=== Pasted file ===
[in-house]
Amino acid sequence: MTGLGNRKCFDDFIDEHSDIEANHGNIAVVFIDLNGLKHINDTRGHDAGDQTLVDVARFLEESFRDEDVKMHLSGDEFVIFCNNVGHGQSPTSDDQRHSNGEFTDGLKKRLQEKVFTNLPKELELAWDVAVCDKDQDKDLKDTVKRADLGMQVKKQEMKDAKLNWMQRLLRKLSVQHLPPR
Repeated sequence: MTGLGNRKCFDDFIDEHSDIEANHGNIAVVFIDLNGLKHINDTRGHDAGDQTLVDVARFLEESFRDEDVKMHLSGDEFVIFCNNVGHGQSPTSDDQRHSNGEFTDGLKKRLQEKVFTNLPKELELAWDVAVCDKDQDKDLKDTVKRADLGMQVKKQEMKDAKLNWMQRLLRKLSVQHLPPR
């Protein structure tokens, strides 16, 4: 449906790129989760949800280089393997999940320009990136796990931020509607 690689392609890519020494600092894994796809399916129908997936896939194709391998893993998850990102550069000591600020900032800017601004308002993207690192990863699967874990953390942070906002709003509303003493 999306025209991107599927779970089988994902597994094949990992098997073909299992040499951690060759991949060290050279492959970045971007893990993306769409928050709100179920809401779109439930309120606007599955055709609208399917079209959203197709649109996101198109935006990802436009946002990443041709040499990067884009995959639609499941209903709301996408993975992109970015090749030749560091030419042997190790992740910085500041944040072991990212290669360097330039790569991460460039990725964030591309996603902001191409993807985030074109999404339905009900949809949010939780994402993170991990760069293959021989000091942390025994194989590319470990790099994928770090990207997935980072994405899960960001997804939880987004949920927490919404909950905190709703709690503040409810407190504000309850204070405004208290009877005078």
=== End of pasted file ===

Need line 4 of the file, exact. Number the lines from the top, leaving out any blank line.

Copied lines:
């Protein structure tokens, strides 16, 4: 449906790129989760949800280089393997999940320009990136796990931020509607 690689392609890519020494600092894994796809399916129908997936896939194709391998893993998850990102550069000591600020900032800017601004308002993207690192990863699967874990953390942070906002709003509303003493 999306025209991107599927779970089988994902597994094949990992098997073909299992040499951690060759991949060290050279492959970045971007893990993306769409928050709100179920809401779109439930309120606007599955055709609208399917079209959203197709649109996101198109935006990802436009946002990443041709040499990067884009995959639609499941209903709301996408993975992109970015090749030749560091030419042997190790992740910085500041944040072991990212290669360097330039790569991460460039990725964030591309996603902001191409993807985030074109999404339905009900949809949010939780994402993170991990760069293959021989000091942390025994194989590319470990790099994928770090990207997935980072994405899960960001997804939880987004949920927490919404909950905190709703709690503040409810407190504000309850204070405004208290009877005078």